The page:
liquid enamel paint
paint thinner
Artists squirrel hair brushes or other soft natural hair bristle brushes
waxed paper


1. Prep the metal surface to improve the adhesion of paint. First clean any dirt or oil off of the sprocket. Use solvent if necessary. Make sure visible grime is removed from the sprocket and then wash it with soap
and water. Loosely install the rear sprocket to the wheel. Use a Sharpie marker to trace the edge where the sprocket carrier contacts the sprocket.


2. Scuff sand the entire surface of the sprocket with 320 grit sandpaper to create a tooth that will help the paint grip onto the metal. Wash away the dust with Dawn dishsoap and water.

Don’t worry too much about sanding between the teeth of the sprocket. The painted finish will be worn away from that area by the drive chain in a short time.


3. Apply a piece of airbrush masking film over the traced line on the back of the sprocket. Burnish the film down with a burnishing tool or other hard, rounded object so that the film is adhered securely. Cut the film gently with an x-acto knife. Clean the surface with a cotton ball and denatured alcohol to remove any trace of fine residue that may be left on the surface as well as any marker that is not under the masking film.


4. Plan some way to suspend the sprocket so that the freshly painted surface does not need to be lain against another surface. I used steel wire, wire cutters and pliers to make three short stilts. The stilts fit in the sprocket bolt holes and held the sprocket above the work surface the by about one inch.


5. Spray exterior primer paint on the sprocket, turning it over as necessary to paint both sides.


6. Apply exterior top coat paint (high temp if you like) to both sides of the sprocket. You might want to paint the back of the sprocket first so that the overspray that floats up will stick there rather than the front. Allow the paint to cure for at least several days. You may install the sprocket to the wheel at this point if you are satisfied with the finish.


7. When the paint has hardened enough, use a microfiber cloth and a very mild scratch removing polishing compound on it. If there are any finger prints or scuffs from handling the fresh paint, it will be repaired during this step. Use water to flush away the polishing compound as you work and polish out the last of the swirls with your finger tip and fresh compound.


8. Draw on your pattern for embellishments with a fine point marker and any kind of template that is suitable.


9. Use a soft natural bristle brush and liquid enamel paint reduced with paint thinner to finish the design by hand.


Lay the sprocket on a piece of waxed paper. Rest your hand upon a second piece of wax paper. Move the wax paper often to be sure it does not stick to the uncured paint.

10. Let the fresh paint dry as long as you can before installing. You can wipe grime away from the sprocket and clean it with soap and water. DO NOT allow chain cleaning solvents or other harsh liquids to run over the uncured paint for at least a couple of months.


* Last updated by: Rook on 4/16/2018 @ 9:19 AM *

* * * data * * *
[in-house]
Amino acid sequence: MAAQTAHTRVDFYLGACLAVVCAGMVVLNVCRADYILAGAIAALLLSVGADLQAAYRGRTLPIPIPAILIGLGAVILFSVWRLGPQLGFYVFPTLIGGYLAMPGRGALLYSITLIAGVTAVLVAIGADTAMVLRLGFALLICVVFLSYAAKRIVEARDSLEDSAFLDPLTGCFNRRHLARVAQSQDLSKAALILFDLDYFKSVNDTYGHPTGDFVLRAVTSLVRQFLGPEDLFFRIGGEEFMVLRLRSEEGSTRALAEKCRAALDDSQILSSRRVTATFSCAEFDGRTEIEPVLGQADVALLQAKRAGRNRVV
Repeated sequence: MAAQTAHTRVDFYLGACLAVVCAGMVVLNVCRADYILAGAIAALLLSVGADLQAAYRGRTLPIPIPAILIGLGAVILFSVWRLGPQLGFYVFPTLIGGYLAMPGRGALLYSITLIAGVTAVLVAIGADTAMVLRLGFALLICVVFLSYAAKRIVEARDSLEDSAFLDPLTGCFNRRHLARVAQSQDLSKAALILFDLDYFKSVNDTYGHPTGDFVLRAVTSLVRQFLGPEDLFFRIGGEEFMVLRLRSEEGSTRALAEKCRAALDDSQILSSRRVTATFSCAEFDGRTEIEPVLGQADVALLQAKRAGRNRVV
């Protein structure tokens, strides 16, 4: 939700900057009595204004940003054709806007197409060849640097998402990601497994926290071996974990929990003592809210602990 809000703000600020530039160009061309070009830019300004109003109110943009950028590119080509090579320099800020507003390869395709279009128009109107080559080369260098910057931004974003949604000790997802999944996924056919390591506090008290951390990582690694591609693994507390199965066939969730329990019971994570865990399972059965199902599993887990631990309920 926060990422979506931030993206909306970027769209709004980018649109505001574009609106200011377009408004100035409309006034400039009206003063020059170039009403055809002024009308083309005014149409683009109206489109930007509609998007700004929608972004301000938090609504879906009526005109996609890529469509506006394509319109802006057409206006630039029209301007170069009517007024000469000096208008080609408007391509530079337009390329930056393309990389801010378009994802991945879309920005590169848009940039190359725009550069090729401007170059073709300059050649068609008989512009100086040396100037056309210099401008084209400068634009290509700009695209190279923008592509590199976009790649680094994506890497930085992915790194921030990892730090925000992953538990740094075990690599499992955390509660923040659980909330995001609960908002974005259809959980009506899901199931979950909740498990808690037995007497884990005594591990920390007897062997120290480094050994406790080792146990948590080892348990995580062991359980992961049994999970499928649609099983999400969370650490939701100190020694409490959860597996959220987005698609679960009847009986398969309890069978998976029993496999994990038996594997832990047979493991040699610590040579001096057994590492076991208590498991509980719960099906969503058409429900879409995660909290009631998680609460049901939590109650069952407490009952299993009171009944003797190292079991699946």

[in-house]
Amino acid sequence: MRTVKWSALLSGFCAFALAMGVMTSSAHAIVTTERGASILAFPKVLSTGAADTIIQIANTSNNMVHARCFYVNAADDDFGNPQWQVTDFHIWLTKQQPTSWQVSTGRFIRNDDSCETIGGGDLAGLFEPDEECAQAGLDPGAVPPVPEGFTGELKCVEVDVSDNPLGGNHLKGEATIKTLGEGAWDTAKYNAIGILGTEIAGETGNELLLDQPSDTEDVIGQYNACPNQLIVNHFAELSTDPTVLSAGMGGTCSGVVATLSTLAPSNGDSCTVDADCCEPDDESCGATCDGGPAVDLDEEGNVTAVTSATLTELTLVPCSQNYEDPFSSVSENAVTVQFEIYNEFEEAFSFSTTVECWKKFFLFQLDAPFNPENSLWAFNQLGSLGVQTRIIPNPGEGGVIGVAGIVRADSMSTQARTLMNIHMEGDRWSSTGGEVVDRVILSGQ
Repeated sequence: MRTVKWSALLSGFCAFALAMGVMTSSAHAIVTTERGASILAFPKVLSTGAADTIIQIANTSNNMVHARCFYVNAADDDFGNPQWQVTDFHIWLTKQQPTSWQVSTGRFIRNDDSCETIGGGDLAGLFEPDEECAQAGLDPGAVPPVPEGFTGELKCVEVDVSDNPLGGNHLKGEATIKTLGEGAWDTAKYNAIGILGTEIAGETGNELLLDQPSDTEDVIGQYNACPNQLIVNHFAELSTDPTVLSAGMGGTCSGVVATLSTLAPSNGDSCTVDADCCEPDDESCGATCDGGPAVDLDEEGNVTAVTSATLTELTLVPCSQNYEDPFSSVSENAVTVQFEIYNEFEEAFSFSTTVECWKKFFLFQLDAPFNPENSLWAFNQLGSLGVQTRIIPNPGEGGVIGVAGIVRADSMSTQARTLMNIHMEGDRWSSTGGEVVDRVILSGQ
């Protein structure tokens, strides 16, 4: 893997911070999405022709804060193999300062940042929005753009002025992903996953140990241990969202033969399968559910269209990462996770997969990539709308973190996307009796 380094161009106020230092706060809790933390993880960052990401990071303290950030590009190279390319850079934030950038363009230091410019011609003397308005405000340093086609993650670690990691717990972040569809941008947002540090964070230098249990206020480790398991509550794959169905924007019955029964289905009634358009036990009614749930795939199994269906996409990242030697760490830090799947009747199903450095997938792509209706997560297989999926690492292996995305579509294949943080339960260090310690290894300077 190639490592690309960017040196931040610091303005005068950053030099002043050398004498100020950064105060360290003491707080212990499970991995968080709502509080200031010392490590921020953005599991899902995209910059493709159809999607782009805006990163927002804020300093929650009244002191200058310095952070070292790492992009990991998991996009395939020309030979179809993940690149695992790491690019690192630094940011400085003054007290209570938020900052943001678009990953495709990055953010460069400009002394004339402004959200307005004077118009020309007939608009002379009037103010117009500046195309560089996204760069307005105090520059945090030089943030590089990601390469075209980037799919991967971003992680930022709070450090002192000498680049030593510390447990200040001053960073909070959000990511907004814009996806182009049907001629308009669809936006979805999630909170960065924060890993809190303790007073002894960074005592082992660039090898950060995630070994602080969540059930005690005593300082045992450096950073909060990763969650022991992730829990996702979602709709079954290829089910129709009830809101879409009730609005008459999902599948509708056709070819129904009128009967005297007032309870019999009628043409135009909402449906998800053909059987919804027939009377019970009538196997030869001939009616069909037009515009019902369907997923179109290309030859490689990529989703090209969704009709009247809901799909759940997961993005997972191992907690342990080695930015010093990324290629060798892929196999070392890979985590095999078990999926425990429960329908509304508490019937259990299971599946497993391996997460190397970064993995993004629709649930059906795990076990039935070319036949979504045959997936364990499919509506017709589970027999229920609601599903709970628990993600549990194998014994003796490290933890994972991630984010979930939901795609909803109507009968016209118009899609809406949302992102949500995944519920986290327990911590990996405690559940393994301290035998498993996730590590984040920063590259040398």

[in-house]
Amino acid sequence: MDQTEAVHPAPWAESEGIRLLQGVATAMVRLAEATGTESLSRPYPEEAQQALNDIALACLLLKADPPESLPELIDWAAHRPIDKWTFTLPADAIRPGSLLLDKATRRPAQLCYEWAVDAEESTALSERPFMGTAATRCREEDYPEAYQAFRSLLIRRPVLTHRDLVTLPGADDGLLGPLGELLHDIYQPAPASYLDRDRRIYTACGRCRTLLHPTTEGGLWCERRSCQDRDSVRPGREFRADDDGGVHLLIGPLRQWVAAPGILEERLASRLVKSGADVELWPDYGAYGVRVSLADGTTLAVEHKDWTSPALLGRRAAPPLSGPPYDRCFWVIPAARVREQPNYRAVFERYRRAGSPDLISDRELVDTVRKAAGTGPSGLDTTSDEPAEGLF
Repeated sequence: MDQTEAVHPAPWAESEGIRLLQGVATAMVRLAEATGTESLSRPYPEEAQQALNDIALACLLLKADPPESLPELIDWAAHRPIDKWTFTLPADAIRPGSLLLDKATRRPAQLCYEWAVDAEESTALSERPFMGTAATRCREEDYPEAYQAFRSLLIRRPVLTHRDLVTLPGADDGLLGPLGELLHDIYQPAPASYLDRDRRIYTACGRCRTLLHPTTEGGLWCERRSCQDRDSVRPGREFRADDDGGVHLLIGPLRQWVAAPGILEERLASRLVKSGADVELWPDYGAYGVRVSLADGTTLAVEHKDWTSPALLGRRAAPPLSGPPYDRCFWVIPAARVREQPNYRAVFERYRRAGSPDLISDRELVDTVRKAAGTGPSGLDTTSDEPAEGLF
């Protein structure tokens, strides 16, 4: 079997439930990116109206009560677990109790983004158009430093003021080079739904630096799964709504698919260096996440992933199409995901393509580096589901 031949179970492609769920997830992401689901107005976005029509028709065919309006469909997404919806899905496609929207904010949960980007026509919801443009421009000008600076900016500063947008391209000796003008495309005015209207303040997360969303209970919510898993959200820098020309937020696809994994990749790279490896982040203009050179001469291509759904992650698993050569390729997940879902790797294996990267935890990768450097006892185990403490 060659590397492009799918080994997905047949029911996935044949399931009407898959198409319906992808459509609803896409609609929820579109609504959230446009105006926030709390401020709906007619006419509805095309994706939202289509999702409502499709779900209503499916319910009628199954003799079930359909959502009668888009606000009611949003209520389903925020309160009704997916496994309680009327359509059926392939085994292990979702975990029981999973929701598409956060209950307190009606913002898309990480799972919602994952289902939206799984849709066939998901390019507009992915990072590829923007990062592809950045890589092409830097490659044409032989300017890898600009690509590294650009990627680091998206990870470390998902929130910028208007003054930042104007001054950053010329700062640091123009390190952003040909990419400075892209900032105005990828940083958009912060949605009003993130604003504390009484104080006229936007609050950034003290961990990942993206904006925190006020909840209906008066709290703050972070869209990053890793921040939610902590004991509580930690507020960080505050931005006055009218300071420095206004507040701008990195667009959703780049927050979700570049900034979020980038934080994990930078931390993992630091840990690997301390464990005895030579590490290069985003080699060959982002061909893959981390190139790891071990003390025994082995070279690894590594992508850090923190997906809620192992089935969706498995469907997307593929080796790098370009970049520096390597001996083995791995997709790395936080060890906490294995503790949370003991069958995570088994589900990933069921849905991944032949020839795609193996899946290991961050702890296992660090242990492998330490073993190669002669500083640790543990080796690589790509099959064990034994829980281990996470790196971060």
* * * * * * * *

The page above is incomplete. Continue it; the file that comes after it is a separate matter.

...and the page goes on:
'08 MIDNIGHT SAPPHIRE BLUE flies out, full Tsukigi Cannon exhaust, BMC race filter, Muzzy's block off plates, Super Sprox 17t output sprocket, AFM 45t rear sprocket, EK zzz 530 chain, Gilles Tooling axle adjusters, PC5, Romans map, AT-200, Ignition Module, LCD-200, Speedohealer V4, Glow-Shift gauges, Illumiglow 210 mph clock faces, HM PLUS quickshifter, Factory Pro EVO Shift Star, RC's oil pump cover, Moto-D magnetic oil drain plug, MIT billet oil filler cap, Shorai 14A2 Lithium battery, Spiegler SS clutch and brake lines, HyperPro RSC steering damper, LighTech fuel tank cap, Vortex rearsets, lightweight mudflap bracket, FP Racing preload adjusters, Ohlins FGRT807 forks and KA544 shock, Carrazzeria Tri-R wheels, Bridgeport 90° valve stems, CZ 320mm front rotors, Galfer rear wave rotor, Pazzo levers, ProBots Dzus fasteners and many other bolts replaced with aluminum or Ti, Vortex mirror blocks, CRG bar end mirrors, LSL frame sliders, axle sliders, billet bar ends, 2WheelWorkz muffler

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Rook


Rook's Gravatar

Joined: 03/28/09

Posts: 17414

RE: Painting--Rear Sprocket
04/16/18 9:21 AM

done



'08 MIDNIGHT SAPPHIRE BLUE flies out, full Tsukigi Cannon exhaust, BMC race filter, Muzzy's block off plates, Super Sprox 17t output sprocket, AFM 45t rear sprocket, EK zzz 530 chain, Gilles Tooling axle adjusters, PC5, Romans map, AT-200, Ignition Module, LCD-200, Speedohealer V4, Glow-Shift gauges, Illumiglow 210 mph clock faces, HM PLUS quickshifter, Factory Pro EVO Shift Star, RC's oil pump cover, Moto-D magnetic oil drain plug, MIT billet oil filler cap, Shorai 14A2 Lithium battery, Spiegler SS clutch and brake lines, HyperPro RSC steering damper, LighTech fuel tank cap, Vortex rearsets, lightweight mudflap bracket, FP Racing preload adjusters, Ohlins FGRT807 forks and KA544 shock, Carrazzeria Tri-R wheels, Bridgeport 90° valve stems, CZ 320mm front rotors, Galfer rear wave rotor, Pazzo levers, ProBots Dzus fasteners and many other bolts replaced with aluminum or Ti, Vortex mirror blocks, CRG bar end mirrors, LSL frame sliders, axle sliders, billet bar ends, 2WheelWorkz muffler